The next field of the PixMap is the ctSize field. It is the number of RGB colors that are defined in the Color Table. The number of colors equals the value of the field minus one, thus a setting of 1 indicates 2 Colors, while a setting of 255 indicates 256 colors. For a Graphic Device, this number needs to be a power of 2. For a PixMap, this number can be any positive value. Remember that the bit depth of the PixMap, not the ctSize field, defines the maximum number of colors for a Pixel Image.

The last portion of the Color Table contains a variable size array of Color Spec data structures. The RGB field contains the exact Red, Green and Blue components of the Color Spec. The number that is associated with that Color Spec is dependent on who owns the Color Table. Graphic Devices use the position of the Color Spec (zero count) in order to find the number. Thus the first Color Spec would have the number 0, the next Color Spec would have the number 1 and so on. In that case, the value field of the Color Spec is used internally by the Color Device manager. Color Tables that are owned by PixMaps use the value field to determine what the number of the Color Spec is. Each value field of the Color Table should then have a unique number. While the contents of the value fields can be in any order (first Color Spec, value 9, next Color Spec, value 3, next one, value 23, and so on), it is recommended that PixMaps follow the Color Devices method of numbering the Color Specs (first Color Spec, value 0, next Color Spec, value 1, next one, value 2, and so on). This makes it easier to visualize the image.

Graphic Devices have very special rules about the Color Tables associated with them. As mentioned above, the number of colors must be a power of 2, and match the bit depth of the Graphic Device. The first color must be white (RGB value $FFFF,$FFFF,$FFFF) and the last color must be black (RGB value $0,$0,$0). Color Tables used with PixMaps are much more unrestricted in their constructions. There can be any number of Color Specs and they may be in any order. Just remember that the PixMap that points to the Color Table can only use the first N number of colors where N is dependent on the depth of the Pix Image (depth 4, 16 colors, depth 8, 256). It is a good rule of thumb to have the first Color Spec be white and the last one be black. Again, this makes it easier to visualize the image.

Icons and Color Icons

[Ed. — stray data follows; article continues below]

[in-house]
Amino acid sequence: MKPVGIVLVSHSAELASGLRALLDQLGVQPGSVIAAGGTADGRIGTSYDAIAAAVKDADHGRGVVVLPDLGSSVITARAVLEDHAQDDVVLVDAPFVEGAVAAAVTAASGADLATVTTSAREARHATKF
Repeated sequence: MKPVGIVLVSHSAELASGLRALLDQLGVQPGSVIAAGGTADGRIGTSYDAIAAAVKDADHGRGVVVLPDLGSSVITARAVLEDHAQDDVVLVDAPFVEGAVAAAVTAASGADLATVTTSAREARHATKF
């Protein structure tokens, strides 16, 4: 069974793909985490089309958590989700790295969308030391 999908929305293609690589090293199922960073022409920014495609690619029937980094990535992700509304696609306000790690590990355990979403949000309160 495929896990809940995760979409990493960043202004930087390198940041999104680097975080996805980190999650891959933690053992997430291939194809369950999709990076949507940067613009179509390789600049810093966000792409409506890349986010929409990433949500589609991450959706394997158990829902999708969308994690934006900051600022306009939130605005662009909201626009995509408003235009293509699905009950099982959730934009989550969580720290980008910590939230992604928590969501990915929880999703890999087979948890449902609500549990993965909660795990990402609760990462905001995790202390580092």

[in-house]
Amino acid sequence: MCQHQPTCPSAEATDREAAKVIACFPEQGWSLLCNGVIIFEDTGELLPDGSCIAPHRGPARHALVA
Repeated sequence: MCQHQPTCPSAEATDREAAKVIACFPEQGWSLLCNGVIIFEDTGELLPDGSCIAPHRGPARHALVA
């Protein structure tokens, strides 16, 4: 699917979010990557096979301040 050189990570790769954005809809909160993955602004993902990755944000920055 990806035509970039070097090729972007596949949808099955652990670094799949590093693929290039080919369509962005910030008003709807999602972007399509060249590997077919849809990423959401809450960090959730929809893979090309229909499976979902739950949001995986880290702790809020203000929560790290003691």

Now that an Image, a Bitmap, a Pixel Image and a PixMap have been discussed, traditional Icons and Color Icons can be explained. Under Quickdraw, an Icon is a Bit Image of a very specific size. The dimensions of an Icon are the always the same. An Icon is a 32 bit by 32 bit black and white image. It’s Row width is 4 bytes. Since the dimensions are always the same, the Icon data structure consists of a handle to the Bit Image portion of the Icon.

Under normal Quickdraw, there are two types of Icons; icons stored in ‘ICON’ resources and icons stored in ‘ICN#’ resources. The handle of a ‘ICON’ type Icon contains only the Bit Image. Since the Row Width is 4 bytes and the vertical size is 32, the size of such an Icon handle is 128 bytes. When an ‘ICON’ type Icon is drawn on the screen, the entire Bit Image is transferred (all 32 by 32 pixels) to the screen.

An ‘ICN#’ icon’s handle contains the Bit Image of the Icon followed by the Bit Mask of the Image. Thus it is twice the size, or 256 bytes. If the Bit Image portion explains what is to be drawn, the Bit Mask portion explains where. Thus each pixel has 2 bits associated with it, an Image bit and a Mask bit. When an ‘ICN#’ type Icon is drawn on the screen, only the pixels of the Bit Image, whose corresponding Mask bits are set, are then transferred to the screen.

For example, imagine an ‘ICN#’ type of Icon consisting of a 10 by 10 frame. The Bit Image portion contains a hollow square. The pixels in the frame are set (black). The pixels of the outside of the frame and the inside of the frame are unset (white). The Bit Mask portion of the Icon contains a solid square. The pixels in the 10 by 10 square are all set, while only the pixels outside that 10 by 10 square are unset. When this Icon is drawn on the screen, only the pixels of the Bit Image that are set in the Bit Mask ( the ones in the 10 by 10 square) are copied. Thus if the Icon is copied onto a gray background, the frame would be black and the inside of the frame would be white. The idea that an Icon contains a Image and a Mask is an important one in understanding Color Icons.

Given the understanding of all the other data structures, the Color Icon data structure is fairly simple. It contains a PixMap defining the Color Image, a Bitmap defining the Mask, another Bitmap defining the Black and White image, a Handle to the Color Image data and a variable size array of data containing the bitmap images.

{4}

CIcon = RECORD
 iconPMap:PixMap;
 iconMask:Bitmap;
 iconBMap:BitMap;
 iconData:Handle;
 iconMaskData: ARRAY[0..0] of Integer;
END;
CIconPtr =  ^ CIcon;
CIconHandle =  ^ CIconPtr;

The first thing to notice is that the Icon can be of any size, not just 32 by 32 pixels. The iconPMap field defines a PixMap of any given size, depth or color. Second, note that a Color Icon always contains a Mask, held in the iconMask field. When a Color Icon is drawn, only the color pixels in the PixMap which correspond to the set bits in the Mask Bit Image will be copied. Next, notice that the Pixmap will not be drawn on screens with a depth of 1 or 2 (Black and White displays or 4 Color displays). In these cases, the BitMap defined in the iconBMap field would be drawn instead. While the Pixel Image and the Bit Image do not need to look similar, it is better if they do. Both images share the same Mask. Finally, note that while the color Pixel Image data is stored as a handle in the iconData field, the Mask and Bitmap Images are stored at the end of the Color Icon data structure. Thus a Color Icon handle is a variable size handle, depending on the dimensions of the Mask and Bit Image.